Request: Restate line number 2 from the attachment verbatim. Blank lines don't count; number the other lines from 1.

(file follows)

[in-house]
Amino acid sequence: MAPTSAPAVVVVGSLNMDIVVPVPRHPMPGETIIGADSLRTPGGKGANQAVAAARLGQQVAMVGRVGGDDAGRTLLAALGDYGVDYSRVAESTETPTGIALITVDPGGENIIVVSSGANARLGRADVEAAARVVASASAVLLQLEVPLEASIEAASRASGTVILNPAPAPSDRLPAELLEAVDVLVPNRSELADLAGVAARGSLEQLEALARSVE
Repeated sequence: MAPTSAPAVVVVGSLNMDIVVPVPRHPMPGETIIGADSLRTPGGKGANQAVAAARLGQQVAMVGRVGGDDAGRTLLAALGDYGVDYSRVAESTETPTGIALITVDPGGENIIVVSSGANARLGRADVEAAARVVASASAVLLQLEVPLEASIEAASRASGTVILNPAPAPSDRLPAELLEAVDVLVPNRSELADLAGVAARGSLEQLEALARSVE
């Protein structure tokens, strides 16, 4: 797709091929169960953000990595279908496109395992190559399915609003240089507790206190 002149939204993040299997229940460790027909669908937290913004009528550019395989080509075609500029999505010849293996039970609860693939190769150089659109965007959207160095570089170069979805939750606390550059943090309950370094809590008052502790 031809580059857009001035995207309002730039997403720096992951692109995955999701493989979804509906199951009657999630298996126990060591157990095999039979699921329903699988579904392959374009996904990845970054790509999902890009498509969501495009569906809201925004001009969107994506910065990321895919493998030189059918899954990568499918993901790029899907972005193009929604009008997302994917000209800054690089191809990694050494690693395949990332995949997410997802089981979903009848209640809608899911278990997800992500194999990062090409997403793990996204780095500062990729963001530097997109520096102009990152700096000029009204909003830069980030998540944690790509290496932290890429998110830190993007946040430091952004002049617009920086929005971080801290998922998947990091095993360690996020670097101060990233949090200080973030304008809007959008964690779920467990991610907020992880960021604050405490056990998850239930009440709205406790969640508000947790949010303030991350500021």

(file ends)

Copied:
Amino acid sequence: MAPTSAPAVVVVGSLNMDIVVPVPRHPMPGETIIGADSLRTPGGKGANQAVAAARLGQQVAMVGRVGGDDAGRTLLAALGDYGVDYSRVAESTETPTGIALITVDPGGENIIVVSSGANARLGRADVEAAARVVASASAVLLQLEVPLEASIEAASRASGTVILNPAPAPSDRLPAELLEAVDVLVPNRSELADLAGVAARGSLEQLEALARSVE